Sponsor Feature: NS Advisory Council on the Status of Women
It’s an obvious fit: The Nova Scotia Advisory Council on the Status of Women (NSACSW) and
The NSACSW have provided valuable advice and support to Techsploration since inception in 1998; the assistance of their staff on the Program Advisory Committee has helped shape Techsploration into the program it is today.
“The full participation of women in economic opportunities is critical to economic independence. In Nova Scotia, we want women to be able to achieve their highest potential, in all areas of their lives including in the areas of work and vocation,” says Stephanie MacInnis Langley, Executive Director at the Nova Scotia Advisory Council on the Status of Women. In 2012, 50% of Nova Scotia’s labour force are women where 74% are employed full‐time and 26% part‐time in various fields and sectors.
One group of pioneers are women entering the fields of science, engineering, trades and technology. “They may be the first in their families and communities to enter these fields. They are leaders today, and are mentors for future generations in professions where women have been traditionally underrepresented. Achieving gender equality is key. We want to attract, retain, and advance more women in these fields. We want to foster a diverse community where all women are inspired to dream, and to pursue and develop their skills and talents in any field without barriers or roadblocks.”
Since 1977, the NSACSW educates the public and advises the provincial government on issues of interest and concern to all women in Nova Scotia. They work to make sure that issues affecting the lives of Nova Scotia women become part of the government’s plan to advance equality, fairness and dignity for all women in the province. Their four intersecting priority areas are: women in leadership; women’s economic security; freedom from violence against women and girls; and women’s health and wellness. They collaborate with government, community and academia in all of their work, and their continued support of Techsploration over the past 10 years is a great example of how the NSACSW supports women’s rights through economic inclusion.
“The program is beneficial to many young women,” continues MacInnis‐Langley. “We are strong supporters of engaging, inspiring and supporting young women in their exploration and journey of economic independence.”
Additional work focusing on young women is the inaugurating year of International Day of the Girl on October 11, 2012, where the NSACSW partnered with its Atlantic colleagues to launch cybersafegirl.ca. This is a bilingual website focused on internet safety for girls between the ages of 11‐18. A joint initiative of the Atlantic Ministers responsible for the Status of Women in Canada, the site features tips and tools for parents and youth on staying safe while using the internet and social media. It also includes Our Family Online Safety Agreement, a contract between family members providing rules and guidelines for safe internet use.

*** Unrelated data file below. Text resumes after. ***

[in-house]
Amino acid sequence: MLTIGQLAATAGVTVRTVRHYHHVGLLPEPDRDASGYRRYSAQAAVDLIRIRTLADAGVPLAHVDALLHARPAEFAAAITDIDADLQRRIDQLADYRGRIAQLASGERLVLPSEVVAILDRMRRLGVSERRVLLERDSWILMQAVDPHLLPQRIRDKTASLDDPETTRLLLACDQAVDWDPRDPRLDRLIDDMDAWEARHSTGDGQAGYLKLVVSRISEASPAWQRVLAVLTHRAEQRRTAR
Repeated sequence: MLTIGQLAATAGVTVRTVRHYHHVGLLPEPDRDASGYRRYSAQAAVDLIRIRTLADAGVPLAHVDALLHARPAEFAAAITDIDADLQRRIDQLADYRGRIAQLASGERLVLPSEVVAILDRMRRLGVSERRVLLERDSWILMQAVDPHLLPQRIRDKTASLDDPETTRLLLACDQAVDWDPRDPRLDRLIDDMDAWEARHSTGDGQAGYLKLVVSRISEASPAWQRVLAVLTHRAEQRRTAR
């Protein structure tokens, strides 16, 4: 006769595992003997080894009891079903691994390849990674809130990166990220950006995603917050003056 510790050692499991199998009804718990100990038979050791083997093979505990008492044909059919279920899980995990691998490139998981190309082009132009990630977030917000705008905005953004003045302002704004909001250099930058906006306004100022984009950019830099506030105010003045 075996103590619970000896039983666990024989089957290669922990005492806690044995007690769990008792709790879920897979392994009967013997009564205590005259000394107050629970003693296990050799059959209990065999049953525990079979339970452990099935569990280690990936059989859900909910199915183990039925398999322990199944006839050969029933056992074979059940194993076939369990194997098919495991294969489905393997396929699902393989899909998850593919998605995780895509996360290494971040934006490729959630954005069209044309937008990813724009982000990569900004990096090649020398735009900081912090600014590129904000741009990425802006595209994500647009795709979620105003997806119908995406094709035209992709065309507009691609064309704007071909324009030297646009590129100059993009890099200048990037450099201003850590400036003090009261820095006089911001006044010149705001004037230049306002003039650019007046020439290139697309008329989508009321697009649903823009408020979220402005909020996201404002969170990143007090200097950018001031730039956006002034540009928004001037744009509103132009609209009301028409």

Also on the International Day of the Girl, the NSACSW sponsored the Girls Run the World workshop, a one‐day, arts‐based event celebrating being a girl. Sixty young women attended the event that encouraged healthy identities, respectful interpersonal relationships, and explored self‐expression through spoken word, crafts, video and dance. Hosted by community volunteers, and led by Nicole Landry (a local researcher and videographer) and the Avalon Sexual Assault Centre, a video of event highlights was produced and can be seen on the NSACSW homepage.
Check out their website for more information about their programs and services, or visit their public library at Suite 202, 6169 Quinpool Road Halifax to check out books, journals, newspaper clippings, statistics and fact sheets, as well as NSACSW publications.
Atlantic Canada Ministers Responsible for the Status of Women announced the Cybersafe Girl project at MacDonald Drive Junior High in St. John’s. MacDonald Drive Junior High Student, Jennifer Mong, launched the Cybersafe Girl website with (L‐R) the
Honourable Valerie E. Docherty, Prince Edward Island’s Minister Responsible for the Status of Women, and Minister of Community Services and Seniors; the Honourable Marilyn More, Nova Scotia’s Minister Responsible for the Status of Women, Minister of Labour and Advanced Education, and Minister of Immigration; the Honourable Charlene Johnson, Newfoundland and Labrador’s Minister Responsible for the Status of Women and Minister of Child, Youth and Family Services; and New Brunswick’s Legislative Secretary Pam Lynch, representing the Honourable Marie‐Claude Blais, Minister Responsible for Women’s Issues, Minister of Justice and Attorney General ‐ October 11, 2012. (attached photo and caption attributed to: http://www.releases.gov.nl.ca/releases/2012/exec/1011n01pic2.htm)